Plain English Summary
Background and study aims
Coronary heart disease (CHD), also known as ischemic heart disease, is one of the leading causes of death worldwide. CHD develops because of the build-up of fatty deposits (plaque) on the walls of the coronary arteries (the arteries that supply the heart with oxygen-rich blood). When arteries are blocked or narrowed, the heart does not receive enough blood to function properly, which can cause pain and tightness in the chest (angina), or even lead to a heart attack. A coronary artery bypass graft (CABG) is an operation that is used to treat CAD. It works taking a blood vessel from another part of the body, and attaching it to the coronary artery above and below the blocked or narrowed area (graft). This graft diverts the blood around the blockage, improving the overall blood supply to the heart. In order to ensure that the heart is “motionless” during surgery, a cardiopulmonary bypass (CBP) is performed so that blood supply avoids the heart and lungs during the grafting procedure. It works by diverting blood away from the lungs and heart through an oxygenator machine (which adds oxygen and gets rid of carbon dioxide from blood) and lengths of plastic tubing. A common complication of CPB is that white blood cells (cells which fight infection) become “activated” when they come into contact with the plastic tubing. This can cause damage to the lungs when the blood is redirected to them after the procedure. During the surgery, the surgeon and anaesthetist have the option of inflating the lungs, which is thought to prevent this from happening. In some heart operations, the left lung is deflated (because the left side of the chest is opened), while the right lung is inflated by the anaesthetist. This provides a unique opportunity to look at the behaviour of white blood cells when they are returned to an inflated and a deflated lung at the same time. The aim of this study is to find out whether white blood cells known as neutrophils (which ingest foreign material such as bacteria) behave differently when returning to an inflated or a deflated lung after a CPB procedure.
Who can participate?
Adults who are having coronary artery bypass graft surgery (CABG).
What does the study involve?
Participants who have agreed to take part in the study have three 25ml blood samples taken at different timepoints during their CABG surgery. These blood samples are all taken from the central line (a long, thin tube that is inserted into a major vein so that medications can be given) that they have fitted before their operation. After their surgery, two more 25ml blood samples are taken from the pulmonary veins (the veins which supply the lungs). All five blood samples are then analysed in the lab in order to look at the presence of activated white blood cells.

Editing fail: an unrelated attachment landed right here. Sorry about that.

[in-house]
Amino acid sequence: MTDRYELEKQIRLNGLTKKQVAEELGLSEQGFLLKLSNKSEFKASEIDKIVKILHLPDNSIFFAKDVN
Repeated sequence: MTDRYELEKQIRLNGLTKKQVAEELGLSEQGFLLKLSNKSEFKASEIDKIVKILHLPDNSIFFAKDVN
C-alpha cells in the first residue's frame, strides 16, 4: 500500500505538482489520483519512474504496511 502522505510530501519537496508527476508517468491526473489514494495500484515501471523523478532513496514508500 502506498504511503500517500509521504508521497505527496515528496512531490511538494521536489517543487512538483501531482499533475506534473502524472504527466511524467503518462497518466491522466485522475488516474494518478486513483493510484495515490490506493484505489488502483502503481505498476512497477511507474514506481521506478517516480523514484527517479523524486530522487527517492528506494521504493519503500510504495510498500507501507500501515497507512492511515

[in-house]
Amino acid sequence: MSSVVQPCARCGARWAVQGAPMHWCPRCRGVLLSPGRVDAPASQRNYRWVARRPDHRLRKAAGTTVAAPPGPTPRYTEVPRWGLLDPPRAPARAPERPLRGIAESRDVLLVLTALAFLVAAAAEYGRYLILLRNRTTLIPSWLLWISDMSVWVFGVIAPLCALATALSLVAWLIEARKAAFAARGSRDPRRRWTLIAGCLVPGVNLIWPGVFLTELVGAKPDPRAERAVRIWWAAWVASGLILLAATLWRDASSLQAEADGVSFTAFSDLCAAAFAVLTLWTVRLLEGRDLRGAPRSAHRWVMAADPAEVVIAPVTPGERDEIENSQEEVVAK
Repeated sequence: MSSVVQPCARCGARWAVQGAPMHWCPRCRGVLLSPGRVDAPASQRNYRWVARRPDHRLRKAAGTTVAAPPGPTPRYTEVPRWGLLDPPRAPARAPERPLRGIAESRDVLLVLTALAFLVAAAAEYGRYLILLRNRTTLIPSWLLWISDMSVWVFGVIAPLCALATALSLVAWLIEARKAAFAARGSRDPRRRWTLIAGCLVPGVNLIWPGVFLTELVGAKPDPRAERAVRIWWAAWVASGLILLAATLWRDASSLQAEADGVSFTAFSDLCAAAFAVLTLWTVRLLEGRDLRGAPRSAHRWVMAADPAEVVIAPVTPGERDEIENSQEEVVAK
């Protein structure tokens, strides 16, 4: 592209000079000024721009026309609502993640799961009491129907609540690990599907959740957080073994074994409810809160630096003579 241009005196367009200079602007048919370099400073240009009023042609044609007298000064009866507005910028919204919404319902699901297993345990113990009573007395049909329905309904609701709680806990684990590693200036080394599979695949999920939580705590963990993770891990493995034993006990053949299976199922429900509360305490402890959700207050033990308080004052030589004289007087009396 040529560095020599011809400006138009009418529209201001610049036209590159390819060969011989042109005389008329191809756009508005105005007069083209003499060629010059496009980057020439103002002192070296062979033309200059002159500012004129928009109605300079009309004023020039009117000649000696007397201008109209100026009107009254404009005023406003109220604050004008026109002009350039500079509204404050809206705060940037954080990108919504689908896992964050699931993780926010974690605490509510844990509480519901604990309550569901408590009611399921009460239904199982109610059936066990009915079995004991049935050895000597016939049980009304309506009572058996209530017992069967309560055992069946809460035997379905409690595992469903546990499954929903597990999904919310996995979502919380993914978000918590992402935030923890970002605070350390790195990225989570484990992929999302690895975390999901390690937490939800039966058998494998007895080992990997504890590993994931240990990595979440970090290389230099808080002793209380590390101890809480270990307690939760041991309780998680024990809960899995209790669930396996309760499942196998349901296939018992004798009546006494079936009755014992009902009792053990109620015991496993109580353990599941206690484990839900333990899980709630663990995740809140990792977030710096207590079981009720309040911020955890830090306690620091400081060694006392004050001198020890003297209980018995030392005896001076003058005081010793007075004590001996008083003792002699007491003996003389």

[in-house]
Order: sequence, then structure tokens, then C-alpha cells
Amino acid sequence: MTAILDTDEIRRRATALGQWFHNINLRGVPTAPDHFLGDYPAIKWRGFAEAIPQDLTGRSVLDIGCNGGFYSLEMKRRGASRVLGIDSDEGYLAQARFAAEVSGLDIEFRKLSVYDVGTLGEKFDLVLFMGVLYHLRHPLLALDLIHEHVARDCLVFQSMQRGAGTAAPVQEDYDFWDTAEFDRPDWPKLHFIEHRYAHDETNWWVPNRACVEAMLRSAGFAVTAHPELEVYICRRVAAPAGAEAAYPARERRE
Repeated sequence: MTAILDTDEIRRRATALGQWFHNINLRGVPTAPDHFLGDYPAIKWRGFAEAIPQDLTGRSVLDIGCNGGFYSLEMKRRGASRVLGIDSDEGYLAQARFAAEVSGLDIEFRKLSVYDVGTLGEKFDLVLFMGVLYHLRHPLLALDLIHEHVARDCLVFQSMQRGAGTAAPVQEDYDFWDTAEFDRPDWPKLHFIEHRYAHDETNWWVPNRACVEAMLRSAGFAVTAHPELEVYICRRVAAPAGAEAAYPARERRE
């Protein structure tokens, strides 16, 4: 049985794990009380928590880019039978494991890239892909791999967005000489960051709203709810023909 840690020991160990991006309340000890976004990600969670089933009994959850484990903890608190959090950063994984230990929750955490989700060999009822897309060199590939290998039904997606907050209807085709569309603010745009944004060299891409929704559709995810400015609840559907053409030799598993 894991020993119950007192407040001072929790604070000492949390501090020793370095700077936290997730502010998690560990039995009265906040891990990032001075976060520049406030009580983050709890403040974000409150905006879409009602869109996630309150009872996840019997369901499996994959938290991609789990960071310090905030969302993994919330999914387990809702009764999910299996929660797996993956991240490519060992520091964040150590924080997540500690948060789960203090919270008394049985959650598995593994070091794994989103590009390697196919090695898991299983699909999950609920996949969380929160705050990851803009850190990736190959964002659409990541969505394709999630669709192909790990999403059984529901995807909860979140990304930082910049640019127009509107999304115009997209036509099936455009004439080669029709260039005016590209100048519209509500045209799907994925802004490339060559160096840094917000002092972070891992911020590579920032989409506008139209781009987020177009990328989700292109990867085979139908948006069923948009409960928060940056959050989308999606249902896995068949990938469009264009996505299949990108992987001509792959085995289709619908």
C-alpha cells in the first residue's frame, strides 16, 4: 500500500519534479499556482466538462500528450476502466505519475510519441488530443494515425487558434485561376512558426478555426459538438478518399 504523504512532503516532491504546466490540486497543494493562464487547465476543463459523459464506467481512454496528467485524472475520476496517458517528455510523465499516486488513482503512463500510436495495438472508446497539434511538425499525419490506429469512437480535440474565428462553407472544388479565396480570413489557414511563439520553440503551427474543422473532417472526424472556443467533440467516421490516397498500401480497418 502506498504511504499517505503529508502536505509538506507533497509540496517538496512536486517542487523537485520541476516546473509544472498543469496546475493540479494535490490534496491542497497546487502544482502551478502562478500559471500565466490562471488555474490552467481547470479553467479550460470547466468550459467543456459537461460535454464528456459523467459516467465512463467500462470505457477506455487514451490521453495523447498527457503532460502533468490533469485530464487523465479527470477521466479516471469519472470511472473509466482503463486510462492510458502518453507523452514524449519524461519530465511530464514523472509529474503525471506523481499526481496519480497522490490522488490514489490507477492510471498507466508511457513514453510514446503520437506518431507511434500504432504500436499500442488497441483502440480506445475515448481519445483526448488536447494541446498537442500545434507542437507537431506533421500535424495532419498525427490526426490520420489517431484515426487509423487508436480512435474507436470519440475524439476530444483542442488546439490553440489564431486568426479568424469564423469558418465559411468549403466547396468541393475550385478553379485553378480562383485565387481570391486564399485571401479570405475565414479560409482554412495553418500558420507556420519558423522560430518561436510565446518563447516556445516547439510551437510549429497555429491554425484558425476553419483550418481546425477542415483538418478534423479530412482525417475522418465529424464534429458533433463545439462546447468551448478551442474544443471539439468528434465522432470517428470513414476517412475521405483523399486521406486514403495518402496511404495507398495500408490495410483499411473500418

What are the possible benefits and risks of participating?
There are no direct benefits of taking part in this study, however it could help to improve care for patients undergoing a CABG in the future. Risks of participating include pain or bruising when blood samples are taken, as well as the general risks associated with undergoing a CABG procedure.
Where is the study run from?
Freeman Hospital Newcastle upon Tyne (UK)
When is the study starting and how long is it expected to run for?
November 2015 to July 2017
Who is funding the study?
Newcastle Biomedical research Centre in Aging and Chronic Disease (UK)
Who is the main contact?
1. Dr Wendy Funston (Public)
2. Professor John Simpson (Scientific)
Dr Wendy Funston
Institute of cellular Medicine
Newcastle Upon Tyne
Prof John Simpson
Institute of cellular Medicine
Newcastle Upon Tyne
Newcastle Upon Tyne
Lung Inflation and Deflation and the Effect on Neutrophils
Neutrophil function (specifically neutrophil phagocytic function) will be reduced following a period of time on cardiopulmonary bypass and that this phagocytic function will be partially restored after travelling through an inflated lung.
North East – York Research Ethics Committee, 17/11/2015, REC ref: 15/NE/0319
Single-centre observational cohort study
Primary study design
Secondary study design
Patient information sheet
Not available in web format, please use the contact details below to request a patient information sheet.